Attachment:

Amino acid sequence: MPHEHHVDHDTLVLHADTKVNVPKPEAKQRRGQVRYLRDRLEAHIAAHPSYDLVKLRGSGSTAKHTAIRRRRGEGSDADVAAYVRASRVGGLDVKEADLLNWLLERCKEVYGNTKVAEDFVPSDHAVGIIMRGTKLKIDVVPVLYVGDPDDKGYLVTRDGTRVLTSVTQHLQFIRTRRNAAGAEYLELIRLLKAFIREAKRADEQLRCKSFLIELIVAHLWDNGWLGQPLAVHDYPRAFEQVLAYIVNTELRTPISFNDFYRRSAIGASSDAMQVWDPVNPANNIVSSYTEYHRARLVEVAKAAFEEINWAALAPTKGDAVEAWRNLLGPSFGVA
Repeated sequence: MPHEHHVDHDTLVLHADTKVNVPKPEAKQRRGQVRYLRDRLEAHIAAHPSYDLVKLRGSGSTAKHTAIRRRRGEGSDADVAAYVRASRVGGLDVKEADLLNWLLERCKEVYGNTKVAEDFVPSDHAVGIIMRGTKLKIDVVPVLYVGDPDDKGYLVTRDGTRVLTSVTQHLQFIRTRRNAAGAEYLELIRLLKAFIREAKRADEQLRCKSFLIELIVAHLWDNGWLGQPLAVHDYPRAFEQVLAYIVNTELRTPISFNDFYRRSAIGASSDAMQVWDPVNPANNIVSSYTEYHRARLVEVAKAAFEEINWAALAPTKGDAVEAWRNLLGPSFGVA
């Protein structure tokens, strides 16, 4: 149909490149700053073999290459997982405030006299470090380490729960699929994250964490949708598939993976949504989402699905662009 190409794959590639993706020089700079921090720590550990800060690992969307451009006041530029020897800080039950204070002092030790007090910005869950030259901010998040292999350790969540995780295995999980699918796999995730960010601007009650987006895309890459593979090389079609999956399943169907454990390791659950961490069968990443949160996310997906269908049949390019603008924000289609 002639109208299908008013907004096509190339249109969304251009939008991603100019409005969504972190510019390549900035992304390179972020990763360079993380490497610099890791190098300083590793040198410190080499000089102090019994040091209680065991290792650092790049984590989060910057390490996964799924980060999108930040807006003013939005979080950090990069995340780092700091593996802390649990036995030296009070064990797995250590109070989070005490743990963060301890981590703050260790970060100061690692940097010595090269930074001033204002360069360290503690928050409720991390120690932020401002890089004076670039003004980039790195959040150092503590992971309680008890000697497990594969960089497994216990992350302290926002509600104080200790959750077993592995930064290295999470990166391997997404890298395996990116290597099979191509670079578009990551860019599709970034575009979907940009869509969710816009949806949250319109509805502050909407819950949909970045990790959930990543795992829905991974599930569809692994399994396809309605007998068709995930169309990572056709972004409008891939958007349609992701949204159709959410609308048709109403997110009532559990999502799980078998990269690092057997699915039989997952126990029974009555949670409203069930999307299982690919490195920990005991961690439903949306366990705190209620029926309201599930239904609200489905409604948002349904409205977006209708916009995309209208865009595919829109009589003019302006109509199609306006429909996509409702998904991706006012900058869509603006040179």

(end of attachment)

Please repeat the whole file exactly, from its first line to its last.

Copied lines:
Amino acid sequence: MPHEHHVDHDTLVLHADTKVNVPKPEAKQRRGQVRYLRDRLEAHIAAHPSYDLVKLRGSGSTAKHTAIRRRRGEGSDADVAAYVRASRVGGLDVKEADLLNWLLERCKEVYGNTKVAEDFVPSDHAVGIIMRGTKLKIDVVPVLYVGDPDDKGYLVTRDGTRVLTSVTQHLQFIRTRRNAAGAEYLELIRLLKAFIREAKRADEQLRCKSFLIELIVAHLWDNGWLGQPLAVHDYPRAFEQVLAYIVNTELRTPISFNDFYRRSAIGASSDAMQVWDPVNPANNIVSSYTEYHRARLVEVAKAAFEEINWAALAPTKGDAVEAWRNLLGPSFGVA
Repeated sequence: MPHEHHVDHDTLVLHADTKVNVPKPEAKQRRGQVRYLRDRLEAHIAAHPSYDLVKLRGSGSTAKHTAIRRRRGEGSDADVAAYVRASRVGGLDVKEADLLNWLLERCKEVYGNTKVAEDFVPSDHAVGIIMRGTKLKIDVVPVLYVGDPDDKGYLVTRDGTRVLTSVTQHLQFIRTRRNAAGAEYLELIRLLKAFIREAKRADEQLRCKSFLIELIVAHLWDNGWLGQPLAVHDYPRAFEQVLAYIVNTELRTPISFNDFYRRSAIGASSDAMQVWDPVNPANNIVSSYTEYHRARLVEVAKAAFEEINWAALAPTKGDAVEAWRNLLGPSFGVA
């Protein structure tokens, strides 16, 4: 149909490149700053073999290459997982405030006299470090380490729960699929994250964490949708598939993976949504989402699905662009 190409794959590639993706020089700079921090720590550990800060690992969307451009006041530029020897800080039950204070002092030790007090910005869950030259901010998040292999350790969540995780295995999980699918796999995730960010601007009650987006895309890459593979090389079609999956399943169907454990390791659950961490069968990443949160996310997906269908049949390019603008924000289609 002639109208299908008013907004096509190339249109969304251009939008991603100019409005969504972190510019390549900035992304390179972020990763360079993380490497610099890791190098300083590793040198410190080499000089102090019994040091209680065991290792650092790049984590989060910057390490996964799924980060999108930040807006003013939005979080950090990069995340780092700091593996802390649990036995030296009070064990797995250590109070989070005490743990963060301890981590703050260790970060100061690692940097010595090269930074001033204002360069360290503690928050409720991390120690932020401002890089004076670039003004980039790195959040150092503590992971309680008890000697497990594969960089497994216990992350302290926002509600104080200790959750077993592995930064290295999470990166391997997404890298395996990116290597099979191509670079578009990551860019599709970034575009979907940009869509969710816009949806949250319109509805502050909407819950949909970045990790959930990543795992829905991974599930569809692994399994396809309605007998068709995930169309990572056709972004409008891939958007349609992701949204159709959410609308048709109403997110009532559990999502799980078998990269690092057997699915039989997952126990029974009555949670409203069930999307299982690919490195920990005991961690439903949306366990705190209620029926309201599930239904609200489905409604948002349904409205977006209708916009995309209208865009595919829109009589003019302006109509199609306006429909996509409702998904991706006012900058869509603006040179």